For Betel or worse.

21 February 2016

Some sireh, anyone? My Malaysia experiences the art of sireh or betel leaf-chewing in KL.

Chewing betel leaf is a traditional past-time practiced by many communities throughout the Indochina region. While many of us might remember our grandmother’s tepak sireh (a traditional betel leaf-chewing kit, usually made from bronze) during our younger days—betel leaf-chewing is still popular throughout the region. Folks from border-states such as Kelantan or Perlis still enjoy this natural delicacy (betel leaves are also consumed for their medicinal benefits—among them to ease constipation and used an analgesic) by whipping up a concoction of part betel leaf, some areca nut powder, and a bit of calcium hydroxide paste—locally known as “kapur”.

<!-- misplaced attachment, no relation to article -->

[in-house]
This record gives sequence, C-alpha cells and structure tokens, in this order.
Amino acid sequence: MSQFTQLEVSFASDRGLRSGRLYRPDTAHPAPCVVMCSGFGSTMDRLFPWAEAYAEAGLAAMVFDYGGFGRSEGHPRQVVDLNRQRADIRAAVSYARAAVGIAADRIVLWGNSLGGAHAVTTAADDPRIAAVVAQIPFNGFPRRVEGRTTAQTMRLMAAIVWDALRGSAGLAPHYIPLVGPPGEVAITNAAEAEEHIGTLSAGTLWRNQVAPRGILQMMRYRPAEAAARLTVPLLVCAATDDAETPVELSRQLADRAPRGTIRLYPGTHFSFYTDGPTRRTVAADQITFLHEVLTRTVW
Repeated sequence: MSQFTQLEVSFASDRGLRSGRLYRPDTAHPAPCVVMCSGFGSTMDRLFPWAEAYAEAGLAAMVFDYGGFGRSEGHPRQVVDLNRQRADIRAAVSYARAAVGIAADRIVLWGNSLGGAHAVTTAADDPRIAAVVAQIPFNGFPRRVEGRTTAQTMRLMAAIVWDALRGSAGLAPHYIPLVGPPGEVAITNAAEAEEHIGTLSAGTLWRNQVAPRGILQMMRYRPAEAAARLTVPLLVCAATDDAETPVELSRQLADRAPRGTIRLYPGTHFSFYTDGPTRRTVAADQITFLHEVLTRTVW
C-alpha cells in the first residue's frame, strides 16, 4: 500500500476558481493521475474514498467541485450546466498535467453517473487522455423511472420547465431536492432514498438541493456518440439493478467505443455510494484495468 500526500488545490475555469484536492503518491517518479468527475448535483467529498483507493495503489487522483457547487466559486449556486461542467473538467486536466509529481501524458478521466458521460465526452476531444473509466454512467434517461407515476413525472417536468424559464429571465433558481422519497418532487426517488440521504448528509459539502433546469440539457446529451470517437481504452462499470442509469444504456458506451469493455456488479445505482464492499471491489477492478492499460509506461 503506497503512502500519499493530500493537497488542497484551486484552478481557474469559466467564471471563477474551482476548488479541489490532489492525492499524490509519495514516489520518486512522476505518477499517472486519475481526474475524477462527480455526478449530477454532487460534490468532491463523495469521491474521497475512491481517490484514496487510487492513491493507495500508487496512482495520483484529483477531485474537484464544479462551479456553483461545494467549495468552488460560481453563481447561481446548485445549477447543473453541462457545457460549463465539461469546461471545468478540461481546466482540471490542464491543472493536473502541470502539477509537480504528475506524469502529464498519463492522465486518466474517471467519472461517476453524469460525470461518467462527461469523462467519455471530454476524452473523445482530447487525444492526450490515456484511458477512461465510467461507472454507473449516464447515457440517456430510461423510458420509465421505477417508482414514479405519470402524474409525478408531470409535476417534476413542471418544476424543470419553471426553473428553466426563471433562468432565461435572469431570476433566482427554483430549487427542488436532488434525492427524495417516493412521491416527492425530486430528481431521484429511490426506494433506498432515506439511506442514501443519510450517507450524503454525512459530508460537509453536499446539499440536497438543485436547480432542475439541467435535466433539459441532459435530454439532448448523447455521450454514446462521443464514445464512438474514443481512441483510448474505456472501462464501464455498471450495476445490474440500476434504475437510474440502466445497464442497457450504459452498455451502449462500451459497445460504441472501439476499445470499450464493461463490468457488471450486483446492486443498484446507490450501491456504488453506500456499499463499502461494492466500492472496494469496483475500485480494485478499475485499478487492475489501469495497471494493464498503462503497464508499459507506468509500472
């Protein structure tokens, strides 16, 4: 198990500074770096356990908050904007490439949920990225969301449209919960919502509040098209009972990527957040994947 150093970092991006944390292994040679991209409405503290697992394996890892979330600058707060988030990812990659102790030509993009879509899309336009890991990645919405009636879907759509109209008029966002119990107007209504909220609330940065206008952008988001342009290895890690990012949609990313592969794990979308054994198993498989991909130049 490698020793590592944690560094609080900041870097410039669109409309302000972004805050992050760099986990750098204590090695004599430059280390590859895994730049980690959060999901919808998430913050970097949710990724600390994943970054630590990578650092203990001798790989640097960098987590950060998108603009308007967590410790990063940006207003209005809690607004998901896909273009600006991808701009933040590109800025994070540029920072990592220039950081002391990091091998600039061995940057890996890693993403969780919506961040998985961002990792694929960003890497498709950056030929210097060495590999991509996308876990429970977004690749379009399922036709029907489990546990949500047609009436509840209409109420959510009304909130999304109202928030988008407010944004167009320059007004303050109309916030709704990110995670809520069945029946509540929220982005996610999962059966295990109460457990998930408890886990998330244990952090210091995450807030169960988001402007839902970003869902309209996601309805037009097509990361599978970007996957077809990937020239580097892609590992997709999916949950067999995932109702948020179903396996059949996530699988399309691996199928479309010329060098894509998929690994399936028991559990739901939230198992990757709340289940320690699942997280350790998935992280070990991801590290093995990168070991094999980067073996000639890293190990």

As I was capturing these moments, one sireh seller stopped me from taking his pictures, and instead offered me to try his wares. The bittersweet mix somehow feel familiar—as it takes you back to a simpler times, to that moment when your grandmother rests after a hard day’s work enjoying her sireh.

Today in Kuala Lumpur, the assimilation of different cultures and ethnic groups within a dense area sees an intriguing revival of sorts of this habit. What used to be a traditional delicacy is now a staple in the foreign worker community in modern Kuala Lumpur. Now would be a good time to go tell your opah that sireh is making a comeback in this modern metropolis.

By Smek Almohdzar

This article is related to CULTURE


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